I wanted to see the exhibition hall, so I paid 300 yen. It was really nice, and the view of Lake Ashi near the old watch tower was breathtaking.

Hakone Tokaido Checkpoint to Hakone Jinjya Heiwa-no-Torii: 24 minutes on foot

Next, I walked less than 30 minutes to Hakone Jinja. According to Google Maps, there was no other way but to walk there from the checkpoint. It wasn’t that cold, and there weren’t many people, so it was a pretty good walk, especially since I was walking through the Ancient Cedar Avenue.

I never did go all the way to the Hakone Shrine because I was waylaid by my desire to see the view from the famous Heiwa-no-Torii near Lake Ashi (Yes, the image of a large red gate on the wate plastered all over the internet every time you Google Hakone).

Unfortunately, there was a pretty long line of tourists wanting to get their picture at the gate, so I ditched it for the sightseeing cruise, with a promise to come back earlier the next day.

Heiwa-no-Torii to Motohakone-Ko: 15 minutes on foot

It was now around 2 p.m., so I walked to Motohakone-ko. The sightseeing cruise has a schedule on their website you should study so you can make the most of your time around the area.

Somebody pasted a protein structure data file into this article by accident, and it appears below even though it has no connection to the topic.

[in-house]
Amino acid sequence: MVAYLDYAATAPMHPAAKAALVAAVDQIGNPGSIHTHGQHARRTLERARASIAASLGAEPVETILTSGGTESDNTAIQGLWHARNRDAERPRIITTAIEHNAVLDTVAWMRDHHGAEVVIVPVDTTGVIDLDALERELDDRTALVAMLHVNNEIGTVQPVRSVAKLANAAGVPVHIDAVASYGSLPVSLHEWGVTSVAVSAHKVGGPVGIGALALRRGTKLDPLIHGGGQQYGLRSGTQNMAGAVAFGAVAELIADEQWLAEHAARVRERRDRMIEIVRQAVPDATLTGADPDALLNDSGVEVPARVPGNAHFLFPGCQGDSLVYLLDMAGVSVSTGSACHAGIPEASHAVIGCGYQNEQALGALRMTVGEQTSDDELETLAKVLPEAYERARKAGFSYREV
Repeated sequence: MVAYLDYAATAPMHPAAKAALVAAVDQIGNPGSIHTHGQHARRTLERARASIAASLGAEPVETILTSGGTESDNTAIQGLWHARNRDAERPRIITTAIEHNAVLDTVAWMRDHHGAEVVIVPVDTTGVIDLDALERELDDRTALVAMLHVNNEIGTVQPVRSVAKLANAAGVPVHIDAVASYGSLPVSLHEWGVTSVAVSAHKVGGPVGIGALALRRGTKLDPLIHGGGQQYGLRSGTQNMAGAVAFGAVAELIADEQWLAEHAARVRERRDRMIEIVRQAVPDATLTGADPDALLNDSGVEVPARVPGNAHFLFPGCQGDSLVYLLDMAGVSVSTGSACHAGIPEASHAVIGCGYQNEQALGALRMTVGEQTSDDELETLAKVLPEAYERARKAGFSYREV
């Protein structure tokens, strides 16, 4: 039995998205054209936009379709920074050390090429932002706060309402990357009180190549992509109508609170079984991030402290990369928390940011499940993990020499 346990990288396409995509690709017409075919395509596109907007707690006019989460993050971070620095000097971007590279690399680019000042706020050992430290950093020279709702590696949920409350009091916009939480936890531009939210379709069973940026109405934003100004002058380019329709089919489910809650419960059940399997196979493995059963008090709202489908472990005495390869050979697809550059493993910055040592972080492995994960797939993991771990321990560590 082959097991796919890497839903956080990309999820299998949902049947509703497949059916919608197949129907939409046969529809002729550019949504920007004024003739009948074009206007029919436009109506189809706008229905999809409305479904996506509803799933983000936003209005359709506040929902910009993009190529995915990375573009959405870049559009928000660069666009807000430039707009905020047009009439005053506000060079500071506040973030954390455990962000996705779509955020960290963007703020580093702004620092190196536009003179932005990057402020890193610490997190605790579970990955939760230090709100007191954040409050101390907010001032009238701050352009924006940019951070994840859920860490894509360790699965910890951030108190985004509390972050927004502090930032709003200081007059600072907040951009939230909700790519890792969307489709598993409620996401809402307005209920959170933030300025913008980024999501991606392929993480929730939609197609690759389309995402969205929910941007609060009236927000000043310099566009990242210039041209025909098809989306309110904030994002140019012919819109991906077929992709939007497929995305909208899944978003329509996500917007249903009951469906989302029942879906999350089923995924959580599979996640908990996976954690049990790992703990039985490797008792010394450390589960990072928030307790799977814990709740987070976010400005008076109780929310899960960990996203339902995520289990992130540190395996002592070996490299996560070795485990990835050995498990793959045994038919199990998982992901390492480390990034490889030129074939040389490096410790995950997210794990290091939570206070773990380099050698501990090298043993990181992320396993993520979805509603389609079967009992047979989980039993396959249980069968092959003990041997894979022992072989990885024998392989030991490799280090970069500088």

When I got to the port, I had to wait for 2:50 p.m. to board the next pirate ship. They call it a pirate ship but don’t expect anything pirate-y about it. There are three ships, and passengers can board from three docks: Togendai, Hakonemachi-ko, and Motohakone-ko.

If you board from Togendai, the ship will drop by Hakonemachi-ko and Motohakone-ko. If from Hakonemachi-ko, the ship will drop by Motohakone-ko and Togendai. If from Motohakone-ko, the ship will take you to Togendai.

It’s free for those with the pass, but you can pay a few extra hundred yen to sit in the VIP area. The cruise route also depends on you. Some people board from one port to get to the next (one-way) while others board and get off at the same port (round-trip), but you’ll have to check the schedule because the latest boarding time is around 4 p.m.

Motohakone-Ko to Togendai: 30 minutes